What the US Air Force Can Teach Us About Exercise Prescription
Dave O’Sullivan | 30th October 2020
…its pilots could not keep control of their planes.
Although this was the dawn of jet-powered aviation…
And the planes were faster and more complicated to fly…
the problems were so frequent and involved so many different aircraft… that the air force had an alarming, life-or-death mystery on its hands.
After multiple inquiries ended with no answers… officials turned their attention to the design of the cockpit itself.
In 1950, the researchers measured more than 4,000 pilots on 140 dimensions of size, including thumb length, crotch height, and the distance from a pilot’s eye to his ear…
…and then calculated the average for each of these dimensions.
Everyone believed this improved calculation of the average pilot would lead to a better-fitting cockpit and reduce the number of crashes…
Except for one man.
A newly hired 23-year-old scientist, Lt. Gilbert S. Daniels, had doubts.
So when the air force put him to work measuring pilots, Daniels harbored a private conviction about averages that rejected almost a century of military design philosophy…
As he sat in the Aero Medical Laboratory measuring hands, legs, waists, and foreheads… he kept asking himself the same question in his head: How many pilots really were average?
Out of 4,063 pilots, not a single airman fit within the average range on all 10 dimensions.
One pilot might have a longer-than-average arm length, but a shorter-than-average leg length. Another pilot might have a big chest but small hips.
Daniels’s findings were clear and incontrovertible.
There was no such thing as an average pilot.
If you’ve designed a cockpit to fit the average pilot, you’ve actually designed it to fit no one.
Once they identified the problem… the air force engineers came to the solution quickly — adjustable chairs.
This eventually led to flexible car seats.
(Credit: When U.S. air force discovered the flaw of averages)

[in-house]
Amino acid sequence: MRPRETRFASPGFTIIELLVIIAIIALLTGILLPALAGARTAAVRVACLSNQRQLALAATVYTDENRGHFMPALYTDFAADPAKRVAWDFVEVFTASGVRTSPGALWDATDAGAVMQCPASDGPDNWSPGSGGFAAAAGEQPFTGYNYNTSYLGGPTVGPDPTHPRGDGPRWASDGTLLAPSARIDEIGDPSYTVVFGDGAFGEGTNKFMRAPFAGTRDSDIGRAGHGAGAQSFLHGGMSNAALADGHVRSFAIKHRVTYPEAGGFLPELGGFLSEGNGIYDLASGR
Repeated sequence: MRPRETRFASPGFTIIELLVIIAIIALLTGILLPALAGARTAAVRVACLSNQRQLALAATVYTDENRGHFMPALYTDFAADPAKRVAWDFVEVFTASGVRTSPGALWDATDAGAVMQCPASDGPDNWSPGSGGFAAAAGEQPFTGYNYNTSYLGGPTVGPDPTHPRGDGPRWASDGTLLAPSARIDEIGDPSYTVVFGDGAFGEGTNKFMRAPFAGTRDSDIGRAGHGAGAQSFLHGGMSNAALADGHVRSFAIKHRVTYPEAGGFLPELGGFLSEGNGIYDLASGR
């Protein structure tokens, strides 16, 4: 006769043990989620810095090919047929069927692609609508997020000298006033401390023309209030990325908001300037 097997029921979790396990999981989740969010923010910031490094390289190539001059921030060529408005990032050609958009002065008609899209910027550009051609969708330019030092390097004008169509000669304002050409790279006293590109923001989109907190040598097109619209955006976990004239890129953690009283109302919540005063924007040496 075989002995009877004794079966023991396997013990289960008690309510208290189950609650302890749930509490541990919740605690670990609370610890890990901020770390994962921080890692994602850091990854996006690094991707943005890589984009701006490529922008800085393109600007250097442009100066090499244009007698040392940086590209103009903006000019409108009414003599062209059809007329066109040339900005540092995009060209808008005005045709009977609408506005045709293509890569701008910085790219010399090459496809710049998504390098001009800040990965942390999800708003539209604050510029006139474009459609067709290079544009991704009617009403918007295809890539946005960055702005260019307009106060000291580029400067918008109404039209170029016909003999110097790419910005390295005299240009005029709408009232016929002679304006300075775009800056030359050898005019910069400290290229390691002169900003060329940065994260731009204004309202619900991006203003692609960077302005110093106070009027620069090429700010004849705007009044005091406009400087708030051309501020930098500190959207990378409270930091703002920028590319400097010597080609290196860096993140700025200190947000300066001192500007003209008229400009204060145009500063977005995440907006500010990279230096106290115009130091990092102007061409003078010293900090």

Now when we look at research and we look at the results of studies, what are we looking at?
And then we apply these results to our patients, are we trying to apply the intervention to the average person?
It’s a serious question.
Does every patient with neck, back, or knee pain get the same exercises?
Are you trying to fit the person in front of you into the ‘average’ intervention?
Or are you able to adjust your exercise selection based on sound clinical reasoning… as to why you’re using the exercise…
…and how it helps get the patient to the outcome they want?
This is where we need to look at the person first, pain second.
Sure we need to respect evidence-based practice… but we need to be able to clinically reason the WHY behind everything we are doing also.
The exercise ultimately should be part of something bigger… that helps achieve the outcome that the patient wants.
The patient doesn’t want a bigger VMO or glutes…
They want to be able to sit to stand pain-free…
Go up and down the stairs without pain…
Are you able to adjust your exercise selection like the cockpit in the US Air Force planes for each patient and their needs?
Or are you just giving the same exercise to every patient?
Always see the person first and the pain second.
In the ‘Go-To’ Therapist we work very hard on striving to understand the WHY behind everything we do.
We encourage you to break free from learning off ‘exercises’ or ‘techniques’…
…and instead, strive to understand the outcome the patient wants.
But it all starts with having clarity and understanding the problem.
Never take the easy route of giving all patients the same exercises and hoping for the best.
I’ve tried this in my early days.
Sure some improved but quite a lot didn’t.
It’s also the quickest possible way to lose passion and enthusiasm for your job from my experiences…
Always strive to understand the ‘WHY’ behind everything you do.
Look at the person in front of you, not just the symptoms.
What are their needs and wants?
How does your exercise facilitate these needs and wants?
If you need help increasing your confidence and clarity with your clinical reasoning…
So that you can pinpoint the true cause of your patients pain… and understand exactly what you need to do and what exercises you need to give to get rid of it…
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